The Vegan Church
By Lee Pitts
I saw a classified ad in our local weekly newspaper inviting newcomers to a VIP potluck, VIP standing for Vegetarian Inclined People. At great personal sacrifice, I attended in an undercover capacity. As a disguise, I figured I could either go as an old hippie or a millennial, but since I really didn’t fit the millennial demographic, aging hippie it was.
I used an old cap someone had given me as a gag gift eons ago that had a white ponytail sticking out the back. I wore a pair of beat up, old, second-hand Birkenstocks I got at the Nifty Thrifty, crumpled cargo shorts exposing my white legs with varicose veins and a faded Hawaiian shirt. Then I “inserted” myself into the combat zone wearing a wire.
I was greeted warmly by all seven of the VIPs, and I think it was because I was the first “new blood” they’d seen in quite some time. We met in the basement of a church, which was most appropriate.
I’d always been taught there were three primary religions in the world – Judaism, Islam and Christianity. Well, I think it’s safe to say we can add a fourth – Vegetarianism.
Granted, the vegetarians don’t sing hymns, pray or even play bingo, but from what I could tell, they do believe a very hot Hell is reserved for anyone who eats meat. They believe when good vegetarians die they go to the big vegetarian restaurant in the sky, and if they don’t backpedal and eat a Big Mac or a Whopper now and then, they could come back as an organic Brussel sprout – if they’re lucky.
The vegetarians believe soy is the answer to all the world’s ills, and only through vegetarianism will the human race become benign and lovely. They are ferocious in these beliefs and send out their missionaries hither and yon to convert everyone to their religion. They especially prey on teenage girls who seem to be especially vulnerable to their wily ways.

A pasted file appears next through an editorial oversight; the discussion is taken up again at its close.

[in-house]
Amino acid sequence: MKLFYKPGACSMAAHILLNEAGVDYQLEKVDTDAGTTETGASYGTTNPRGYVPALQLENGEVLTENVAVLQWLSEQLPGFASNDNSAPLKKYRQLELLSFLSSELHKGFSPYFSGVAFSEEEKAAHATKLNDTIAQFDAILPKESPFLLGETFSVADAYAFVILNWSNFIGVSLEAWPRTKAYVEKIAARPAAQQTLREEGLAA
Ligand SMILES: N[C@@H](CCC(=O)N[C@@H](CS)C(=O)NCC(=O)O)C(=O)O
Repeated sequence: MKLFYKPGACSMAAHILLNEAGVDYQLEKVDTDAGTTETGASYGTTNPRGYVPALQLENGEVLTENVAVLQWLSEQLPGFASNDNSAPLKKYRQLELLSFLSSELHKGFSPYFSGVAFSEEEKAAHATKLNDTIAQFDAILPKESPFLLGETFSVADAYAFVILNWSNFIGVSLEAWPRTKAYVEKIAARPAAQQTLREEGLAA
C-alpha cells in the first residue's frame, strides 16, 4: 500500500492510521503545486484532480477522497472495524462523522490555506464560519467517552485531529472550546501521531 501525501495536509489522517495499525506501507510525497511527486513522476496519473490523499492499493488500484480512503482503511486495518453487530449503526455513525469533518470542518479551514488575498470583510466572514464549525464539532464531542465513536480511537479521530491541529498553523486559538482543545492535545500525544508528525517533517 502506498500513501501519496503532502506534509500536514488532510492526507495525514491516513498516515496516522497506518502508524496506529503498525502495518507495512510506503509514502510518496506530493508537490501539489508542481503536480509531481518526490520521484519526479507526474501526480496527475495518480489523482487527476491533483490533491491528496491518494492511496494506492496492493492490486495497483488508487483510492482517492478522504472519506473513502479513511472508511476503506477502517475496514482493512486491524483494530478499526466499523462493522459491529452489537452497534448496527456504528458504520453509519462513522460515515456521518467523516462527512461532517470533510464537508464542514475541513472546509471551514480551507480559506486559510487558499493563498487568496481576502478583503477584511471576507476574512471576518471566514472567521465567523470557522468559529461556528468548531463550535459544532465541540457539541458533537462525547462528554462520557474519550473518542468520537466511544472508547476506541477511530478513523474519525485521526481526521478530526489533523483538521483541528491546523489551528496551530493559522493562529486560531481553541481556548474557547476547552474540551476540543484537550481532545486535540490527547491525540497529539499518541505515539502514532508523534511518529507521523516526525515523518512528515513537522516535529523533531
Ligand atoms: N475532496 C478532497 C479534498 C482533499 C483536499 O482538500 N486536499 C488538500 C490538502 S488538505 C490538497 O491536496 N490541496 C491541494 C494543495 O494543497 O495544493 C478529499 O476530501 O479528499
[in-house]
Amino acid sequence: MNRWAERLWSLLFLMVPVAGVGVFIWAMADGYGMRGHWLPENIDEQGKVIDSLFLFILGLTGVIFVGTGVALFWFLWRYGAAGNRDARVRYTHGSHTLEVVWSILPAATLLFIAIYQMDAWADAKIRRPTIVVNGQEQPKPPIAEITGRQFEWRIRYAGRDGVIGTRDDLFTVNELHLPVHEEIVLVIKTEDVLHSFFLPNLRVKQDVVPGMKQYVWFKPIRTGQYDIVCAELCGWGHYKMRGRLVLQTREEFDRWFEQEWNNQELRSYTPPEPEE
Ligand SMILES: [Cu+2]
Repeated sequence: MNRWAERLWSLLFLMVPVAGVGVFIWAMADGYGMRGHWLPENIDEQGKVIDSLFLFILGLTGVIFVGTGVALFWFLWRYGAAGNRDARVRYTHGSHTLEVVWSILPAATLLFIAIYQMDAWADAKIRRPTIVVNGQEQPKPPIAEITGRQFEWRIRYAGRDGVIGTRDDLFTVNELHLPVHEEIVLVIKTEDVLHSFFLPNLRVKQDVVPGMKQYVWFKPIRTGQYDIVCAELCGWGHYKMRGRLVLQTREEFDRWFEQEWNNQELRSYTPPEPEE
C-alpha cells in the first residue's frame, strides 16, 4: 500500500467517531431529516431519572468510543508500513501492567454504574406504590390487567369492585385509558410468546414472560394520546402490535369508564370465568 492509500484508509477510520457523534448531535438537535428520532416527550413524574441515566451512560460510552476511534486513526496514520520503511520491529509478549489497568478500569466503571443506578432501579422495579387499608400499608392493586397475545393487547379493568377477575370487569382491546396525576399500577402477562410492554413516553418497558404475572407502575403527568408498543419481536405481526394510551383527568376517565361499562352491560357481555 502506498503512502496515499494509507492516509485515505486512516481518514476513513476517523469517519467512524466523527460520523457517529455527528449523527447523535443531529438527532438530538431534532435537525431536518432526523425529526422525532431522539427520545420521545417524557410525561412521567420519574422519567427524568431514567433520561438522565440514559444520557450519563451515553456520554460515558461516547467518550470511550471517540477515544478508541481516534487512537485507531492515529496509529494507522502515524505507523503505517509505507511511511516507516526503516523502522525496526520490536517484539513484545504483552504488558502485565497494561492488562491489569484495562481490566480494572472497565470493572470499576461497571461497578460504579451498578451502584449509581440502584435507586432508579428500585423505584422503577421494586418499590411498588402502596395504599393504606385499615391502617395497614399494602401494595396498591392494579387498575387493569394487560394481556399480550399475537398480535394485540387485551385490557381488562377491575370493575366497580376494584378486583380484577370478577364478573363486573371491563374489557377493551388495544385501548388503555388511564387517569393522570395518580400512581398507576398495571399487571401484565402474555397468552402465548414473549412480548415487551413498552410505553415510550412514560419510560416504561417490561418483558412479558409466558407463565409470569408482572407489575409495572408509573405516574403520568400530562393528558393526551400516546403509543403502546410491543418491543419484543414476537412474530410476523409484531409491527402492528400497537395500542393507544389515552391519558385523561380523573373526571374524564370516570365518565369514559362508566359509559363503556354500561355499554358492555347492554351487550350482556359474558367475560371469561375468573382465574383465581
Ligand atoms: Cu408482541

I was seated at a table with three other VIPs and began my investigation.
“I’m sorta confused, about this vegetarian thing,” I admitted. “There are pescatarians, flexitarians, vegans, etc. What does it all mean?”
“Think of vegetarianism as a religion,” said the VIP who’d brought the rice balls drizzled in soy sauce to the potluck. “In Christianity, there are Catholics, Methodists, Baptists, etc. Well, vegetarianism is the same. There are five different levels. The lowest form of vegetarianism are the Flexitarians who enjoy a piece of bacon or a Filet Mignon now and again.”
“I’m a pescatarian,” piped up a young lady with purple hair, a tattooed face and a nose ring, who had contributed Tofurkey Tetrazinni to the meal. “A pescatarian doesn’t eat the flesh of a living organism, but we do eat fish because fish feel no pain.”
Another diner, who’d brought the tomatoes stuffed with zucchini and baked pears, said, “I don’t eat anything that ever flew or swam.”
“Cows and pigs don’t fly or swim, at least very well,” I said. “Yet, you don’t eat them.”
“I’m gonna make it real easy for you,” said another VIP, who was trying to give me a true taste of their religion. “I don’t eat anything with a face.”
“And yet, I do see you eating things with heads, like lettuce and cabbage,” I countered.
“I’m a level five vegetarian, a true believer,” said the chef who’d brought the carrot sticks and celery spears.
“I am a vegan,” she said with a snobbishness that made the others uncomfortable. “I don’t even eat animal crackers or anything that ever cast a shadow.”
“Celery and carrots are capable of casting a shadow,” I said. “The only thing I can think of that doesn’t cast a shadow is a ghost, and you’d starve to death eating apparitions. What do you have to say to those who think vegetarian is just another name for ‘lousy hunter?’”
“Very funny,” said the born again VIP who never smiled.
I sensed the other VIP’s were beginning to catch on to my true identity and that maybe I was a second-hand vegetarian – one who eats cows after they eat grass. Then, absentmindedly, I took off my cap to scratch my head. The ponytail went with it, and my cover was blown completely.